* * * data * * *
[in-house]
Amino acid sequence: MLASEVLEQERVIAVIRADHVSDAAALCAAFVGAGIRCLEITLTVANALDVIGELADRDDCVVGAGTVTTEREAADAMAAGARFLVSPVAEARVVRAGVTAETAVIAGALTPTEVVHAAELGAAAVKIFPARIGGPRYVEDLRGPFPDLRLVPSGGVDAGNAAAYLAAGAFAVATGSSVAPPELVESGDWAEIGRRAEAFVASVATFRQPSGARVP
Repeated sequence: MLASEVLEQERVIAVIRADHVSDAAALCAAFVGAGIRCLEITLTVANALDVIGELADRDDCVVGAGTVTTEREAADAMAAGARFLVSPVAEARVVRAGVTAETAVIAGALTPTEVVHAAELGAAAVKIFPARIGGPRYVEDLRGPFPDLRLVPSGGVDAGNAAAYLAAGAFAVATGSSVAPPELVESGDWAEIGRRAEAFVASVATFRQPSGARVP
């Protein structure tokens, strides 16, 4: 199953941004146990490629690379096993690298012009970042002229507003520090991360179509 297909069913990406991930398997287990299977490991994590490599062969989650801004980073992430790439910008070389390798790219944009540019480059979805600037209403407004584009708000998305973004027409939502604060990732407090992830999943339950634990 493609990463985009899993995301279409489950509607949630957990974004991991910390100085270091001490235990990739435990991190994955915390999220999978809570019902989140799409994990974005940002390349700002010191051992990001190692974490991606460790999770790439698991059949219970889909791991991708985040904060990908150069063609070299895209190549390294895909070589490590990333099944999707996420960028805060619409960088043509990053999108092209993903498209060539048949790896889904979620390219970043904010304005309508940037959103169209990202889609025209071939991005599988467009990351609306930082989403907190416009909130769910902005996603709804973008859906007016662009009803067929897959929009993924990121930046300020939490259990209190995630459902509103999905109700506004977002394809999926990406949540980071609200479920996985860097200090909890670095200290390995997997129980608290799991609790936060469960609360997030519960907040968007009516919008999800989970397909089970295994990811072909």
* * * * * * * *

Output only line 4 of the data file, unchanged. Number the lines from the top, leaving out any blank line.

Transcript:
């Protein structure tokens, strides 16, 4: 199953941004146990490629690379096993690298012009970042002229507003520090991360179509 297909069913990406991930398997287990299977490991994590490599062969989650801004980073992430790439910008070389390798790219944009540019480059979805600037209403407004584009708000998305973004027409939502604060990732407090992830999943339950634990 493609990463985009899993995301279409489950509607949630957990974004991991910390100085270091001490235990990739435990991190994955915390999220999978809570019902989140799409994990974005940002390349700002010191051992990001190692974490991606460790999770790439698991059949219970889909791991991708985040904060990908150069063609070299895209190549390294895909070589490590990333099944999707996420960028805060619409960088043509990053999108092209993903498209060539048949790896889904979620390219970043904010304005309508940037959103169209990202889609025209071939991005599988467009990351609306930082989403907190416009909130769910902005996603709804973008859906007016662009009803067929897959929009993924990121930046300020939490259990209190995630459902509103999905109700506004977002394809999926990406949540980071609200479920996985860097200090909890670095200290390995997997129980608290799991609790936060469960609360997030519960907040968007009516919008999800989970397909089970295994990811072909």